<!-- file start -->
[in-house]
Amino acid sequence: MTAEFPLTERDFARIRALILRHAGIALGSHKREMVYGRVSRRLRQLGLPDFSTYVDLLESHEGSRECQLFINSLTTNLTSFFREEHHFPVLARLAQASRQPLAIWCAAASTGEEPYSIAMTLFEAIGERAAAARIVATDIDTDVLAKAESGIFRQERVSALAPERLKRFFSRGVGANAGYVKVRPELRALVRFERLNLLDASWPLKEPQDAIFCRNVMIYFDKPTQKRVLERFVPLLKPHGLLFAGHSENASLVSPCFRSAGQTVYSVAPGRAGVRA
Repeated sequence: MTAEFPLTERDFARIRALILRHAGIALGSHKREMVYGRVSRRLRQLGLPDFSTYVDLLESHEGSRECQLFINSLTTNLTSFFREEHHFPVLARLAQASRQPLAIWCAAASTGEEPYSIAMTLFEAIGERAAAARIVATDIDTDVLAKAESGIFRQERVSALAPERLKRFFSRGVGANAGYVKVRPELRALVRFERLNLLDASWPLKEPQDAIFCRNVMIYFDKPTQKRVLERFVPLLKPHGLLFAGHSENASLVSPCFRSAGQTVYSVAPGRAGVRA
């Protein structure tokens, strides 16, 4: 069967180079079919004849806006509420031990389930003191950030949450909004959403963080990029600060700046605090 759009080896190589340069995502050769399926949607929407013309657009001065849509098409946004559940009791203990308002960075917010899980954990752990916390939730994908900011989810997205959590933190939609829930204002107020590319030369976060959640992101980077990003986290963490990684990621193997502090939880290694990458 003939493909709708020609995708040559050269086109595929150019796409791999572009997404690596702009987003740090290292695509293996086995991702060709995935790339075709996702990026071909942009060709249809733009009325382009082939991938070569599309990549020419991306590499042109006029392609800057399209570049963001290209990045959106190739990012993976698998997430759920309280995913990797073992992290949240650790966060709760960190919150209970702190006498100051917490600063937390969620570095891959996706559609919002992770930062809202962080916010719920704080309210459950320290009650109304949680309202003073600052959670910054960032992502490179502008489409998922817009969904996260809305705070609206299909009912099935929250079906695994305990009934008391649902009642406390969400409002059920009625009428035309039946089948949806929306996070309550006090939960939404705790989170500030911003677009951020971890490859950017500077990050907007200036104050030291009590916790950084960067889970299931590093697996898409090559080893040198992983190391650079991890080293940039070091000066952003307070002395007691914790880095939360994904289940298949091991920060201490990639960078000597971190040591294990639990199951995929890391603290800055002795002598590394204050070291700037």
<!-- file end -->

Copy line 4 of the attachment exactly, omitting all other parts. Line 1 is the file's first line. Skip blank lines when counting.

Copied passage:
């Protein structure tokens, strides 16, 4: 069967180079079919004849806006509420031990389930003191950030949450909004959403963080990029600060700046605090 759009080896190589340069995502050769399926949607929407013309657009001065849509098409946004559940009791203990308002960075917010899980954990752990916390939730994908900011989810997205959590933190939609829930204002107020590319030369976060959640992101980077990003986290963490990684990621193997502090939880290694990458 003939493909709708020609995708040559050269086109595929150019796409791999572009997404690596702009987003740090290292695509293996086995991702060709995935790339075709996702990026071909942009060709249809733009009325382009082939991938070569599309990549020419991306590499042109006029392609800057399209570049963001290209990045959106190739990012993976698998997430759920309280995913990797073992992290949240650790966060709760960190919150209970702190006498100051917490600063937390969620570095891959996706559609919002992770930062809202962080916010719920704080309210459950320290009650109304949680309202003073600052959670910054960032992502490179502008489409998922817009969904996260809305705070609206299909009912099935929250079906695994305990009934008391649902009642406390969400409002059920009625009428035309039946089948949806929306996070309550006090939960939404705790989170500030911003677009951020971890490859950017500077990050907007200036104050030291009590916790950084960067889970299931590093697996898409090559080893040198992983190391650079991890080293940039070091000066952003307070002395007691914790880095939360994904289940298949091991920060201490990639960078000597971190040591294990639990199951995929890391603290800055002795002598590394204050070291700037």